A visit from the police

When can practices disclose patient information to the police?

"A POLICEMAN is asking for you at reception” – words no practice manger is likely to relish hearing.

But neither should it be cause for undue panic. A police constable might turn up at your reception desk for any number of reasons and these could include seeking verbal information relating to a particular patient or making a demand for surrender of a specific medical record.

In such scenarios it is important to remember that under the Data Protection Act 1998 (DPA) the practice is considered a “data controller” and has a legal obligation to ensure that any such requests are lawful before disclosure is made. Importantly, all such requests must comply with Section 29 of the DPA, which specifically relates to matters of crime and taxation and gives the ‘data controller’ statutory authority to process personal information held by the practice in relation to these matters.

Such requests may be associated with an investigation into an alleged crime, where disclosure is necessary in the public interest for the prevention or detection of an unlawful act. The arrangements created by Section 29 do not cover the disclosure of all personal information in any circumstance but only for the stated purpose and only if not releasing it would be likely to prejudice any attempt by the police to prevent crime or apprehend a suspect.

Whereas the Data Protection Act is fairly straightforward and prescriptive in the area of disclosure of patient information, healthcare professionals must also be aware of the guidance on confidentiality and consent issued by the various regulatory bodies.

For example, the General Medical Council (GMC), Guidance for Doctors – Confidentiality – provides additional food for thought. Paragraph 53 states: “Disclosure of personal information about a patient without consent may be justified in the public interest if failure to disclose may expose others to a risk of death or serious harm. You should still seek the patient’s consent to disclosure if practicable and consider any reasons for refusal”.

So far, so good. However, the guidance goes on to state that such a situation might arise, for example, where disclosure would be likely to assist in the prevention, detection or prosecution of “serious crime”, especially crimes against the person.

It might be considered helpful to understand what the GMC considers to constitute a serious crime, but alas there is no agreed definition. This leaves the final decision whether to disclose or not up to the healthcare practitioner and potentially leaves a doctor open to further investigation and possible criticism or censure.

Reference is made by the GMC to a previously published NHS code of practice from the Department of Health in 2003. This provides some examples of what may constitute a serious crime and also gives some suggestion of crimes that are not usually serious enough to warrant disclosure without consent.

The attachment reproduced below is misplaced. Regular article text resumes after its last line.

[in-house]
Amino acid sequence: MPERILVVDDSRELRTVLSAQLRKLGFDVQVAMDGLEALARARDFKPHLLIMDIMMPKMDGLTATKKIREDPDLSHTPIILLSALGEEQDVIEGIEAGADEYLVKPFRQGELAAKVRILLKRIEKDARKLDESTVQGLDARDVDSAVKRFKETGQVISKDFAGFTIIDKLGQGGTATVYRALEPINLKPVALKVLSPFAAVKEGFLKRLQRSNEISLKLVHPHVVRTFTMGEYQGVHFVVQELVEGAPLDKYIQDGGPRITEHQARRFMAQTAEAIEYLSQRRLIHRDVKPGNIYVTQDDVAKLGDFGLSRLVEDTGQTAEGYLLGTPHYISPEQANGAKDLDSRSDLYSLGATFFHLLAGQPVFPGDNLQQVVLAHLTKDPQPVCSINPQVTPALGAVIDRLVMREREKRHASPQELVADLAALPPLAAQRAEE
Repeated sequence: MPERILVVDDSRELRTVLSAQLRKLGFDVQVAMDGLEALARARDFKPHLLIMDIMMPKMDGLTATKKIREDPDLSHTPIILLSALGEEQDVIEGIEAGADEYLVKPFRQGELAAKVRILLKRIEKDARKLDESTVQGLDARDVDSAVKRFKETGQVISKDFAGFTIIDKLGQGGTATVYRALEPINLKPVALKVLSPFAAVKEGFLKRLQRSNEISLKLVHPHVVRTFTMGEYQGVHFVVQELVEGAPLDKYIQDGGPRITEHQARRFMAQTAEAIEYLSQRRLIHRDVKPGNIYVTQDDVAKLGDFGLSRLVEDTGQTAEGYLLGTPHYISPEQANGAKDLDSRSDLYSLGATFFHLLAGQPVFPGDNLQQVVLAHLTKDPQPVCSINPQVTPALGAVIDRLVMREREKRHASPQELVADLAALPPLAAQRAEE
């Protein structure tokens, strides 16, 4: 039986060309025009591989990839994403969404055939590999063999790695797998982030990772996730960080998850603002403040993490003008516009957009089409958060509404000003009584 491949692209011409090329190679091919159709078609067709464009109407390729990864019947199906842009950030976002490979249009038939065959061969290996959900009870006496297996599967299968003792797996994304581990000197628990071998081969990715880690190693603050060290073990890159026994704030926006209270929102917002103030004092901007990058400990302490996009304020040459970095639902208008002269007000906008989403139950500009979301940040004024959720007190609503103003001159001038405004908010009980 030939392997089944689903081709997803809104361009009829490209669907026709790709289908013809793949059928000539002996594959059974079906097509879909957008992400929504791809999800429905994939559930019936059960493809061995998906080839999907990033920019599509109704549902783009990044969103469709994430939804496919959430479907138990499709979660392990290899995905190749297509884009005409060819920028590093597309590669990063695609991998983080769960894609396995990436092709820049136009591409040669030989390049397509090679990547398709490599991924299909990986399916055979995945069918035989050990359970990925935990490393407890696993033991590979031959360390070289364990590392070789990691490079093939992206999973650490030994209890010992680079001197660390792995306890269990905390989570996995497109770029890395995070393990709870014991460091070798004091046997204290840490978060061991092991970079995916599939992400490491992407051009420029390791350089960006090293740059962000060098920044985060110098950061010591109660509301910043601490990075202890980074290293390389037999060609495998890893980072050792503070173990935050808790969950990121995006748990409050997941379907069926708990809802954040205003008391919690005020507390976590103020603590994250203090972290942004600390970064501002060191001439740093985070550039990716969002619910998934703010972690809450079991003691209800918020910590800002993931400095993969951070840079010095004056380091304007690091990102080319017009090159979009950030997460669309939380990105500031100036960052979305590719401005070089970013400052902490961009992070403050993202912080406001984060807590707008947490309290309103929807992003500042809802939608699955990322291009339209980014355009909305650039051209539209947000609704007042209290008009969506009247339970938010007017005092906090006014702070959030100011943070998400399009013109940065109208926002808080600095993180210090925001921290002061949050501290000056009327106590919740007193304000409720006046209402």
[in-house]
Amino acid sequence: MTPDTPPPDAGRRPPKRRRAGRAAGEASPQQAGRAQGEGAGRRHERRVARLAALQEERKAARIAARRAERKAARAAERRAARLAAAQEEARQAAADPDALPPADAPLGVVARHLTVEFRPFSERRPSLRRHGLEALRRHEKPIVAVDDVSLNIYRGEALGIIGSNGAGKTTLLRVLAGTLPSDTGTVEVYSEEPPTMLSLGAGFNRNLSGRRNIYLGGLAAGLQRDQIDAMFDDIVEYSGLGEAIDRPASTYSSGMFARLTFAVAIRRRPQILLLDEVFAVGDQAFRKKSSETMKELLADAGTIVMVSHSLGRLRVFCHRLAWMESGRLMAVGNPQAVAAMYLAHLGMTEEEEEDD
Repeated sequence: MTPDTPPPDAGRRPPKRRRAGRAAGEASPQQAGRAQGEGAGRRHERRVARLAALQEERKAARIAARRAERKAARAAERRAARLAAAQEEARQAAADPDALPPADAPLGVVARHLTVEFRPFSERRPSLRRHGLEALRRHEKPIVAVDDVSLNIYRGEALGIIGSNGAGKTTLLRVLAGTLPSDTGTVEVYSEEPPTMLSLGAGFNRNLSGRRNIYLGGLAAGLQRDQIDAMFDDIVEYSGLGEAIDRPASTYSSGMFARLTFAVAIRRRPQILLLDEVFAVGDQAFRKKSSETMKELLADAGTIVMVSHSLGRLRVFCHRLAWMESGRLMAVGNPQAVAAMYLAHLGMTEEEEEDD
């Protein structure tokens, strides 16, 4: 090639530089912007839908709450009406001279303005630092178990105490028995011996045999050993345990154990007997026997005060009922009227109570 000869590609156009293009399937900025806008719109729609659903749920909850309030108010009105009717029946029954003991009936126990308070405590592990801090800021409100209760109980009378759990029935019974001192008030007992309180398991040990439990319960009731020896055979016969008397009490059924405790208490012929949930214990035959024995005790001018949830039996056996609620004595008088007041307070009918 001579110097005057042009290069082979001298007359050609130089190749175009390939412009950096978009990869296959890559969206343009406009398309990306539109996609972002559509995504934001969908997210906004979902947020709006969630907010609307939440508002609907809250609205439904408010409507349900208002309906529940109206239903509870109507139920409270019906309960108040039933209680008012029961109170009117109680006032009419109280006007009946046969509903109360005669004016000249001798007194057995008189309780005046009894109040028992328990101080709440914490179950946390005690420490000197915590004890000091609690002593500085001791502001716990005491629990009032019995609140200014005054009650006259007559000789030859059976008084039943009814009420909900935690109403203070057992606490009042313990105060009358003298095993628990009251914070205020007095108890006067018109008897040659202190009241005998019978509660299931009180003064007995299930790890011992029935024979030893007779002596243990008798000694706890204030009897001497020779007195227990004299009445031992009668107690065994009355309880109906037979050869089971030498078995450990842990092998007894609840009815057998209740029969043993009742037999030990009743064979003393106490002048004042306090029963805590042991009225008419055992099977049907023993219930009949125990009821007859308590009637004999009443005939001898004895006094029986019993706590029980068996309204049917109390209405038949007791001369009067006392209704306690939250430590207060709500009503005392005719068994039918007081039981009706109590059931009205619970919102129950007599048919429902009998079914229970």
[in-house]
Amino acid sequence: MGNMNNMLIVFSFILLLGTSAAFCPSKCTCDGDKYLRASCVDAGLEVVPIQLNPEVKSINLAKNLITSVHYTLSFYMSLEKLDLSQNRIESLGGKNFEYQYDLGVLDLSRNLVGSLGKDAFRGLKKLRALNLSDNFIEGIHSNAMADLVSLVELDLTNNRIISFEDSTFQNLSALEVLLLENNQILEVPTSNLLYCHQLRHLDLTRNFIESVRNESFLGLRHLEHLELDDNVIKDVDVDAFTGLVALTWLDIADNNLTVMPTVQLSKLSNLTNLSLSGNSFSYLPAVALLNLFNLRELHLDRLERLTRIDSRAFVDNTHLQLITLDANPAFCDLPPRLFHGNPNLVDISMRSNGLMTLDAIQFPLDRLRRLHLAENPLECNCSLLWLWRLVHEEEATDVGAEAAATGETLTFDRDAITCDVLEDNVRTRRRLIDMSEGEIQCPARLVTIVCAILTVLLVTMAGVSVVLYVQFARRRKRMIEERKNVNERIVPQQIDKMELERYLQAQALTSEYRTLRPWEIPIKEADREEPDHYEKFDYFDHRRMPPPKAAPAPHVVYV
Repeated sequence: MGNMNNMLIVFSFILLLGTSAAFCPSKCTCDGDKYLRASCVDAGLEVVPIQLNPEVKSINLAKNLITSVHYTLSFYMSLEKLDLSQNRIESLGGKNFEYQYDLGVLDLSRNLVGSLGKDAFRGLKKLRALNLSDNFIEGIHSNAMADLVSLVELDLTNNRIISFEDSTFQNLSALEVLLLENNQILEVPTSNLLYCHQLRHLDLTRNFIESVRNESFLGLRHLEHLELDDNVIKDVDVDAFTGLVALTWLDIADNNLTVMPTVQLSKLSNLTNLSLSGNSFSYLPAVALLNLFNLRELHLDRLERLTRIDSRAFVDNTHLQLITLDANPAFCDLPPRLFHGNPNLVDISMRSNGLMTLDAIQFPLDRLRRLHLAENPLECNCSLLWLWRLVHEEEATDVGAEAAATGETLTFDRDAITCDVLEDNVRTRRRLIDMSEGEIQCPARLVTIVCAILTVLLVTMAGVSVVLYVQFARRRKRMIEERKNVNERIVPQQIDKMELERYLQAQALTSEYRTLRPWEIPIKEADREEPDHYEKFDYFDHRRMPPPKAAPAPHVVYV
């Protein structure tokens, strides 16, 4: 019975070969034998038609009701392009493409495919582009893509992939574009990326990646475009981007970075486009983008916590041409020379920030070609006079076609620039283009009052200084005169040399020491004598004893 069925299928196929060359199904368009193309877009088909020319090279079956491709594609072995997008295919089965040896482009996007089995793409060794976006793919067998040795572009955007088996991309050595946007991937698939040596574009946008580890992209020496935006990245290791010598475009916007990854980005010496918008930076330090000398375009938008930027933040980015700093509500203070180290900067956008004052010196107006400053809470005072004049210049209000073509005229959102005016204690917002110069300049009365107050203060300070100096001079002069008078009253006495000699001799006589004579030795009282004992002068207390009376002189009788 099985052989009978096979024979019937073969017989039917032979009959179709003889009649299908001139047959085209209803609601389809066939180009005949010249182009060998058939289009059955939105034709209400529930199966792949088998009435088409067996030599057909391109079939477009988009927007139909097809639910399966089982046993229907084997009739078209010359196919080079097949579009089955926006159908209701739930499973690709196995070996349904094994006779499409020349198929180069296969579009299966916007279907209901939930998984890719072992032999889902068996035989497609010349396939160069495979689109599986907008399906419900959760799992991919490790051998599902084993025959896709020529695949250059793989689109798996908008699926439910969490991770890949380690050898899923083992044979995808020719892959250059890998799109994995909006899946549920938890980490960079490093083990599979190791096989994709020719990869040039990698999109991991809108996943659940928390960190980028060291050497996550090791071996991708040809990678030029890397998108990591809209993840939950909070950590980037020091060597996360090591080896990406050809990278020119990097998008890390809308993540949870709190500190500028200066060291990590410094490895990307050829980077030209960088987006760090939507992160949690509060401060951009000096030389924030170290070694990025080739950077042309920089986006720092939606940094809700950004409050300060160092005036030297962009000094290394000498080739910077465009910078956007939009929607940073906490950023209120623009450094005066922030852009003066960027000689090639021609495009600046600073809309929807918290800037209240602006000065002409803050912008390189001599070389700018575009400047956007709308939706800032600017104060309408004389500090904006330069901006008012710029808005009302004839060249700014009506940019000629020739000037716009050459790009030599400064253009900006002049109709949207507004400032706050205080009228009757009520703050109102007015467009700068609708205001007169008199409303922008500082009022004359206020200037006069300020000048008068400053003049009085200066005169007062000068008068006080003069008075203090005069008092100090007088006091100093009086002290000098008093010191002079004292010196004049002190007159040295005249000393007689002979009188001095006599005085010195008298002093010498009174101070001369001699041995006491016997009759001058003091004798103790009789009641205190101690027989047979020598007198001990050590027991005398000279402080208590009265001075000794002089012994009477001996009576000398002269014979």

However, the message here is one of “buyer beware”, and MDDUS members are encouraged to speak to one of our medical or dental advisers where any specific doubt exists.

Alternatively, the police may have a court order or warrant in their possession which requires the practice to surrender specific identified personal information. The existence of a lawful warrant or court order allows the practice to disclose the specified information without fear of breaching the DPA. Before complying, the practice should always carefully check the content of any order or warrant and supply only the information requested, and in all such cases confirm the identity of the requesting police officer.

It is likely that the police will also ask for the originals of any paper records that are held. This relates to the rules of “best evidence”, whereby a court expects original documentation to be presented, rather than a facsimile. Such a request can and often does present real difficulties, as the practice could be deprived of the original record for an extended period of time. Under these circumstances, it would be reasonable to ask the police if they will accept an authenticated copy.

Indeed, in Scotland an agreement has been reached with the Crown Office that the NHS will no longer routinely provide the Crown with the original medical records of patients who are still alive for use in criminal proceedings.

Instead, suitably authenticated copy medical records will be provided in the first instance. However, the Crown reserves the right to request the original records in certain circumstances. The full details and application of these arrangements were set out in The Scottish Government, Primary and Community Care Directorate CEL 11 (2007) letter. Scottish-based practices should make themselves fully aware of the new arrangements, as the police officer who turns up at your practice may not be aware of them either.

See the case study on page 14 for more on disclosure of patient records.

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